Jeremy Corbyn (pictured below) has been crticised for his past willingness to talk to groups such as Hamas. He did this because he knew, like Cameron does but won’t say, that talking to “terrorists” and working towards a political solution is the only way to reach a lasting settlement. Military action does not defeat terrorism. It may make politicians look tough and strong on terror, but at best it can only produce temporary relief from terror. If anything, military action against terror only generates more terror and terrorists who are radicalised by the military action. We have seen this over and over again: in Northern Ireland, Afghanistan, Iraq, Libya, and now in Syria.
During the debate, the Shadow Foreign Secretary Hilary Benn was applauded by both Conservative and Labour MPs when he defended strikes on Syria. He said: “All of our thoughts today are with the brave men and women of the Royal Air Force and we pray for their safe return.” It would be interesting to have seen what his father, Tony Benn, would have made of his son’s pro-war speech had he been alive to hear it. An anti-war speech by Tony Benn in the Commons in 1992 has been spreading on the internet in the days leading up to yesterday’s vote.
The Islamic State is a truly horrendous force of evil in the world and needs to be tackled. But it needs to be attacked in ways more subtle than just bombing from the air with bombs, missiles and drones. Such blunt tools cannot and will not defeat IS on their own. We need to be concentrating on degrading IS in other ways.
Islamic State’s use of the internet to fund their terror, radicalise people around the world, and spread their propaganda should be a major target. If we spent as much money as we did sending just four Tornados into Syria today on cyber attacks on IS then their foundations of support would be deeply undermined. If we targeted the banks and individuals around the world who are facilitating IS economically then we could damage their economic capabilities. If we imposed sanctions on countries who are buying IS oil then their control of the oil fields in eastern Syria – as well as attacking the oil supply routes as some of the strikes are doing – would reduce their importance or significance to IS.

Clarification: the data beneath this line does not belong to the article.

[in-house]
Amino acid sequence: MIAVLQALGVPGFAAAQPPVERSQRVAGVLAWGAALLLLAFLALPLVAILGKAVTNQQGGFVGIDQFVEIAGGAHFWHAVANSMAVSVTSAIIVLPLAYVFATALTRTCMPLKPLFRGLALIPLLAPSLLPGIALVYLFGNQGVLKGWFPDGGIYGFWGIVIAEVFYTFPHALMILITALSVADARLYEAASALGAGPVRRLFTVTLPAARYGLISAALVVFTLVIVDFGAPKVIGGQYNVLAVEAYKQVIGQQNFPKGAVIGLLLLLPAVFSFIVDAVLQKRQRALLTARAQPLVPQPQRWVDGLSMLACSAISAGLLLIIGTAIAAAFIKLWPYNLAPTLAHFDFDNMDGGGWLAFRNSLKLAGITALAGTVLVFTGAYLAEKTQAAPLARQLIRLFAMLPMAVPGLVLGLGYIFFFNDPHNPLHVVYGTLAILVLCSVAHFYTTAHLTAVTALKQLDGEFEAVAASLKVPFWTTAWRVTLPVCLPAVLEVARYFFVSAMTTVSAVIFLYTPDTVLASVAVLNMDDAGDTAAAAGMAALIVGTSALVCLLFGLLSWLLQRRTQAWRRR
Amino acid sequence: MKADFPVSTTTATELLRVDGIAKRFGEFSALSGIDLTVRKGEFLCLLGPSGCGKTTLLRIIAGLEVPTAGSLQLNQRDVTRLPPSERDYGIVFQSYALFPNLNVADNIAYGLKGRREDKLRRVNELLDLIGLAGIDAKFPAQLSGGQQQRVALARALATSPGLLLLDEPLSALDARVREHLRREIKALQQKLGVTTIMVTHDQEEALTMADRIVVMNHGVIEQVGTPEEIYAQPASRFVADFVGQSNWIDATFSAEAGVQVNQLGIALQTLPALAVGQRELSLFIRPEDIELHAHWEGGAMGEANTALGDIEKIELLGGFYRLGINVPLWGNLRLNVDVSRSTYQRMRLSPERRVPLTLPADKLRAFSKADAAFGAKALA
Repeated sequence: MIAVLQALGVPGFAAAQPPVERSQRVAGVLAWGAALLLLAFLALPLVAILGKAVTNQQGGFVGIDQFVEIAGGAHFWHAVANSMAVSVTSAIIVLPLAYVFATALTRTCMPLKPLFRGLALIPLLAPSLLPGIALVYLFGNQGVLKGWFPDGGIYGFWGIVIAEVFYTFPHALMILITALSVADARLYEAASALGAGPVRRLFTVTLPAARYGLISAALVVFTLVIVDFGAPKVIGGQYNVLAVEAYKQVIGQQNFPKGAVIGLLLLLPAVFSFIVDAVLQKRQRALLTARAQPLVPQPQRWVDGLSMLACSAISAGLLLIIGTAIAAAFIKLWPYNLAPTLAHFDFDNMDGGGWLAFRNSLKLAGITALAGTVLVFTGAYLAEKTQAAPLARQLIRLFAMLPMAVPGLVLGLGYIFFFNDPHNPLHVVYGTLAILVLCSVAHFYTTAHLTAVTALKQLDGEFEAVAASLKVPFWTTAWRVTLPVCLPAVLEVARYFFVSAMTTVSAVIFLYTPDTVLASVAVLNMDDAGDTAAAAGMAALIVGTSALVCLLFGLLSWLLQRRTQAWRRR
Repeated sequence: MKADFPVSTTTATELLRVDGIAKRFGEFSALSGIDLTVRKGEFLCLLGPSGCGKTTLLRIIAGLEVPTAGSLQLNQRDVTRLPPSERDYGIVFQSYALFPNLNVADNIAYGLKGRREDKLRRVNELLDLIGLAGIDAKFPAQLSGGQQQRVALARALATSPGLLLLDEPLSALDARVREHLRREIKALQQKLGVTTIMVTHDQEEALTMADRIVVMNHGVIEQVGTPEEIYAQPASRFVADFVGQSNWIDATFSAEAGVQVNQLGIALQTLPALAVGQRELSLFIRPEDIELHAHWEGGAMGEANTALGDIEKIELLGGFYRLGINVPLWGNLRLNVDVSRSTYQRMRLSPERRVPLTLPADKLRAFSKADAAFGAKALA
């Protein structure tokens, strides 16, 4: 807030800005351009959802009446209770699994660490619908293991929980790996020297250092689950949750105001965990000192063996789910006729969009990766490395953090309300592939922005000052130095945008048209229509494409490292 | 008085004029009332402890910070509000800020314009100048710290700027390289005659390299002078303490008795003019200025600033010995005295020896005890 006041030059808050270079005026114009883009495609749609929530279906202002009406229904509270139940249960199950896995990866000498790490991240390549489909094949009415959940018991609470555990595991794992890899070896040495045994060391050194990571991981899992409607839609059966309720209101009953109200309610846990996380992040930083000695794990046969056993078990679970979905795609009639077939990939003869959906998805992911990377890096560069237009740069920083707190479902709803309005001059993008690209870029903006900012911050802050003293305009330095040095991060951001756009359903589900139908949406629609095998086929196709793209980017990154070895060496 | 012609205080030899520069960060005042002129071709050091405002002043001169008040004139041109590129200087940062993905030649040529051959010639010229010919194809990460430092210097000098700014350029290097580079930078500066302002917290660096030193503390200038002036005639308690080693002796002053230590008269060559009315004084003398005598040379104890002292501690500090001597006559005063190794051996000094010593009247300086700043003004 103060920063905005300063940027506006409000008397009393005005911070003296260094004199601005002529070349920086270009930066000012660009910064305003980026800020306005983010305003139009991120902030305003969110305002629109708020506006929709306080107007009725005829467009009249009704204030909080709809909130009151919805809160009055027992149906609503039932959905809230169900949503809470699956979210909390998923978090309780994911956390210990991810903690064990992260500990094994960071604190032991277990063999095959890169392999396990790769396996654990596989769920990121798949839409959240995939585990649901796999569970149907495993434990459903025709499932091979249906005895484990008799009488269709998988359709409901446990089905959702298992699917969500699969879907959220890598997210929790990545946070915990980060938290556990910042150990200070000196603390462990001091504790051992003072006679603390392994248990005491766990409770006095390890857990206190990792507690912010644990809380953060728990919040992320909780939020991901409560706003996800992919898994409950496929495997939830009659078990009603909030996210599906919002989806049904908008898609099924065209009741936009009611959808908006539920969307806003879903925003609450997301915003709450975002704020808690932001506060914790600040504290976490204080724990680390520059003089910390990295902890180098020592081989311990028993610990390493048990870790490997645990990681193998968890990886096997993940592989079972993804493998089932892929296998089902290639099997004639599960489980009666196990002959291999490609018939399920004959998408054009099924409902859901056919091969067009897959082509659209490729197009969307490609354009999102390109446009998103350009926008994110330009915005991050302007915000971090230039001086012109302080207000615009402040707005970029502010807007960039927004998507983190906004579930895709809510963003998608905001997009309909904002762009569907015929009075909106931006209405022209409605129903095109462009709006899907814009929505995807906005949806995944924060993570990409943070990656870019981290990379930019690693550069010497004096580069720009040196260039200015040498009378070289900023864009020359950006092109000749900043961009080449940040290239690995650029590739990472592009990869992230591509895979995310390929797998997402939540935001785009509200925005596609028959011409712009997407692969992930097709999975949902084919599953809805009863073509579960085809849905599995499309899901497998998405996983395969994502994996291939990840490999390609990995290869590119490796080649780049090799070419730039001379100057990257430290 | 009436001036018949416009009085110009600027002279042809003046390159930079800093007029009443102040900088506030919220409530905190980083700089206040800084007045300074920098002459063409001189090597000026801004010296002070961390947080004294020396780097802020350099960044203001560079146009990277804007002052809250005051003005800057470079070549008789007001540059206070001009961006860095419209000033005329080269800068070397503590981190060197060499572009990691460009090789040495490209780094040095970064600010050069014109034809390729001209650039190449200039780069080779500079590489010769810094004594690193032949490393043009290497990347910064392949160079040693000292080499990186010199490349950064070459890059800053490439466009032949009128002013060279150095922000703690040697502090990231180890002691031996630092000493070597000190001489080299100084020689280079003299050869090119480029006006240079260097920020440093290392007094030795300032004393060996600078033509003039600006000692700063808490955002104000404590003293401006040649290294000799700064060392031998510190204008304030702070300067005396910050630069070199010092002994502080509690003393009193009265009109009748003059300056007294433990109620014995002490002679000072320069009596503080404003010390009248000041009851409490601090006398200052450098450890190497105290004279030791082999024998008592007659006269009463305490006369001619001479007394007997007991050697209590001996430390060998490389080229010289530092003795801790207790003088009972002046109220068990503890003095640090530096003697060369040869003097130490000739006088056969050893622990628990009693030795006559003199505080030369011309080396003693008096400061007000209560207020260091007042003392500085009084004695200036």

If all these were done in a united fashion, backed by the United Nations, then the case for bombing IS targets in Syria may be more tolerable as people and politicians could believe and see that, as part of concerted action in other areas, such bombing may have a real chance of making a difference. Michael Fallon is claiming today that today’s attacks are a “very real blow on the oil and revenue on which Daesh depends.”
That may be the case but attacking oil fields alone will not strangle IS out of existence. Furthermore, as the United States has come to accept, such attacks are threatening not only civilian lives of people working in or near the oil fields, but is also compromising the economic stability of the area if IS are eventually driven out. Destroying an oil field is a permanent loss to the area not just a loss to IS. Recent attacks by the US in Syria have been aimed, to some extent, at reducing the long-term loss to country should it ever rid itself of IS or, indeed, President Assad.
This brings up the dilemma facing the world – President Assad and whether we can hope to get rid of his dictatorship and defeat IS at the same time. IS is a common enemy and this is making a lot of people opposed to both Assad and IS very uneasy. The West supports the opposition in Syria who have been waging a five-year civil war against Assad’s regime. That civil war has allowed IS to take advantage (as they’ve done in unstable countries and regions in Iraq and elsewhere) and take control of large areas of the country, especially in the east where they have entered the country from Iraq. Assad has lost control of huge swathes of his country but the opposition have not been able to defeat him.